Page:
El Dorado Builder's win first round to keep measure on ballot

PLACERVILLE - The El Dorado Builders' Exchange won the first round of its battle with the county to keep Measure H on the November ballot.

On Wednesday, Judge Richard Haugner denied the county's request for a writ to stop the measure from going to voters. Measure H, if passed, would allocate half of the county's Vehicle License Fees to county road maintenance.

El Dorado County Counsel Louis Green said the county is still trying to evaluate Haugner's decision. Green claims the judge accepted the county's legal position that the board has the right to control its own budget, but questioned whether Measure H would really tie the board's discretionary hands.

"It's amazing that the judge agreed with us and then made the ruling that he did," Supervisor Sam Bradley said. Bradley said the Board of Supervisors will hold a special meeting at 3 p.m. Friday to discuss an appeal to the decision.

Supervisor Ray Nutting and Exchange representatives said they were happy county residents will be able to vote on the measure.

"I am just so elated," Nutting said. "This will give the people of Tahoe and Meyers the opportunity to get money to fix these gosh-darn roads."

Henry Batsel, Exchange board member, said the judge decided in favor of the Exchange because he deemed the matter was not a budgetary issue.

"This is a big win for the voters," Batsel said. "The decision reiterated the arrogance of the Board of Supervisors that they don't want to do what they need to do. Now we have to convince the sheriff and the firefighters that they're not being robbed by this initiative."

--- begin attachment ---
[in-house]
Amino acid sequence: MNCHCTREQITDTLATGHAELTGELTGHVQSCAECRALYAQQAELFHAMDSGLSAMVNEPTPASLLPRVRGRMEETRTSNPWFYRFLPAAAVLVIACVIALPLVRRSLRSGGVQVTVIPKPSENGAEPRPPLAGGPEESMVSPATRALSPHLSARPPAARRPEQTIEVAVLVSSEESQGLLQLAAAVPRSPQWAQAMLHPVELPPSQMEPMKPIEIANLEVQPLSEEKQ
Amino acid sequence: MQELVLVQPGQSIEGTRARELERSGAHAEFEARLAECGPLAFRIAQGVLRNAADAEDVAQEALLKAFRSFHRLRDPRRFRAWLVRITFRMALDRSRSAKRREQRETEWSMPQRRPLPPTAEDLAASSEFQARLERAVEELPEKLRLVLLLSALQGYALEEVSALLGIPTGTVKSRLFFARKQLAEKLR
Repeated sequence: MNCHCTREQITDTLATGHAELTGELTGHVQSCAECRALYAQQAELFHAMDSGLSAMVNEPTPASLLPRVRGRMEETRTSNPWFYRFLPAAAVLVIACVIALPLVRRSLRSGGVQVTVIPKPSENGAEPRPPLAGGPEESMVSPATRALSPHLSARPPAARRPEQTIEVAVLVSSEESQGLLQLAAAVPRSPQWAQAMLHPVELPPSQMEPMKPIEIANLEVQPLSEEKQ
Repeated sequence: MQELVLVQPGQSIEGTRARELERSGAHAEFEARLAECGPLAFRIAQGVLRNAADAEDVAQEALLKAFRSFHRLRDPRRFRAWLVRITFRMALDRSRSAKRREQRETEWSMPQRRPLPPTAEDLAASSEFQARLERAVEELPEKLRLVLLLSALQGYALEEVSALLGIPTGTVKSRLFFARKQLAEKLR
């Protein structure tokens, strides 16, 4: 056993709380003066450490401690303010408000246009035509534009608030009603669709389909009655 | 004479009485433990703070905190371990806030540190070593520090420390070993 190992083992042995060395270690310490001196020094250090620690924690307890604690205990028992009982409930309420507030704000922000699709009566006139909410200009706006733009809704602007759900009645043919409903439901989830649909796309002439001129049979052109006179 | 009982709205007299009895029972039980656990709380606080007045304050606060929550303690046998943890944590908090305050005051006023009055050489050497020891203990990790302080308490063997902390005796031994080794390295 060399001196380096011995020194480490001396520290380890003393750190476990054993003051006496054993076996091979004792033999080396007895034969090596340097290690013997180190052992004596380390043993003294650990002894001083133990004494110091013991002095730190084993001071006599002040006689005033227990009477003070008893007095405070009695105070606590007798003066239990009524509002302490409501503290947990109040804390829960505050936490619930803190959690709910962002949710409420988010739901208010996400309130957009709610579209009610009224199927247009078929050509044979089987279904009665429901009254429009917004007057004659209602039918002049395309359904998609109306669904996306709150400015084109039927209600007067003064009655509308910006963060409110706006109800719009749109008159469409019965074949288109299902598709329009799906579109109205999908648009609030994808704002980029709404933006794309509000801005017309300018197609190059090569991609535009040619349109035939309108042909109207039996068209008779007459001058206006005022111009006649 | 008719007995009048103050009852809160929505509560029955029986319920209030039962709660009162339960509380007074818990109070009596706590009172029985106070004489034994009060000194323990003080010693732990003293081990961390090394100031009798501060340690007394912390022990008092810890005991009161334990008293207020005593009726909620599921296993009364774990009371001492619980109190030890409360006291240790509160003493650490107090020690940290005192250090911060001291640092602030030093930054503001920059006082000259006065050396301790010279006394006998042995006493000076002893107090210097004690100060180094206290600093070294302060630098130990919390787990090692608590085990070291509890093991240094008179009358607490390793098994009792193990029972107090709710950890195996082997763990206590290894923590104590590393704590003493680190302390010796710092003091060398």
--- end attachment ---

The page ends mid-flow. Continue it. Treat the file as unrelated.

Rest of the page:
The Builders' Exchange filed Measure H in April and the board voted unanimously on July 25 to place the measure on the November ballot. Three weeks later the county filed a lawsuit against the Exchange, claiming Measure H would tie the board's discretionary hands and would pull significantly from the county's emergency services.

Exchange Executive Director Karen Kitchens said the court's decision was a bittersweet victory. Kitchens said the 1999-2000 Grand Jury told the supervisors months earlier there was a need for more general fund money to go to deteriorating road conditions, but the county still contested Measure H.

"I'm thrilled and irritated at the same time that the board pulled all of this," Kitchens said. "They knew all of what the Grand Jury found and they still went ahead with this lawsuit against us. It was a waste of taxpayers' money and a waste of our time."

The Grand Jury Report, which was adopted in June, found no improper or wasteful use of road maintenance funds, but discovered the Department of Transportation was not receiving enough money to properly maintain the roads.

The report also stated that inflation-adjusted funding for road maintenance decreased by about 21 percent over the last nine years while there was no decrease in required maintenance. It also found that during the past 10 years, transportation revenues decreased because of reductions in timber tax funds, Federal Forest Reserve funds, vehicle code fines and general fund money.

The Jury recommended the Board of Supervisors reprioritize county expenditures, allocate a portion of general fund money, allocate a portion of Motor Vehicle fees and consider alternatives before requesting voter approval of a tax increase to fund road maintenance.

No board members could be reached to comment on how they responded to the Grand Jury's findings or recommendations.


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